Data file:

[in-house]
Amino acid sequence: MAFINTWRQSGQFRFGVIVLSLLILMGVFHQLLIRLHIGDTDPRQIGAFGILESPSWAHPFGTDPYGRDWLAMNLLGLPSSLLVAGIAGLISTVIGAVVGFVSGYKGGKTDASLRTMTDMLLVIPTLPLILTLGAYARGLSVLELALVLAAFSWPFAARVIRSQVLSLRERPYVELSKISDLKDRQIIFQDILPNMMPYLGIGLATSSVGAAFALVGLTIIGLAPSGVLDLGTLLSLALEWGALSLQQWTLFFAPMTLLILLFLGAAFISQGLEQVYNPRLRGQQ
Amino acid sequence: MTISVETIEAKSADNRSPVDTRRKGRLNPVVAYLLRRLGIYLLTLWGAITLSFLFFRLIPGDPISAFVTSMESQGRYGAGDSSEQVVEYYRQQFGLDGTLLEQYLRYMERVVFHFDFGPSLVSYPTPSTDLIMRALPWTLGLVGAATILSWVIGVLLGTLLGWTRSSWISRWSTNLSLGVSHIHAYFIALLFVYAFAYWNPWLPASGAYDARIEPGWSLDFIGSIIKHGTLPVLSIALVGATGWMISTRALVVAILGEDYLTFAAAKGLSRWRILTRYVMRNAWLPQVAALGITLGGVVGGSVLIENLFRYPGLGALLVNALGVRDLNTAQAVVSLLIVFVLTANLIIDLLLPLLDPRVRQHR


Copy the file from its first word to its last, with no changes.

[in-house]
Amino acid sequence: MAFINTWRQSGQFRFGVIVLSLLILMGVFHQLLIRLHIGDTDPRQIGAFGILESPSWAHPFGTDPYGRDWLAMNLLGLPSSLLVAGIAGLISTVIGAVVGFVSGYKGGKTDASLRTMTDMLLVIPTLPLILTLGAYARGLSVLELALVLAAFSWPFAARVIRSQVLSLRERPYVELSKISDLKDRQIIFQDILPNMMPYLGIGLATSSVGAAFALVGLTIIGLAPSGVLDLGTLLSLALEWGALSLQQWTLFFAPMTLLILLFLGAAFISQGLEQVYNPRLRGQQ
Amino acid sequence: MTISVETIEAKSADNRSPVDTRRKGRLNPVVAYLLRRLGIYLLTLWGAITLSFLFFRLIPGDPISAFVTSMESQGRYGAGDSSEQVVEYYRQQFGLDGTLLEQYLRYMERVVFHFDFGPSLVSYPTPSTDLIMRALPWTLGLVGAATILSWVIGVLLGTLLGWTRSSWISRWSTNLSLGVSHIHAYFIALLFVYAFAYWNPWLPASGAYDARIEPGWSLDFIGSIIKHGTLPVLSIALVGATGWMISTRALVVAILGEDYLTFAAAKGLSRWRILTRYVMRNAWLPQVAALGITLGGVVGGSVLIENLFRYPGLGALLVNALGVRDLNTAQAVVSLLIVFVLTANLIIDLLLPLLDPRVRQHR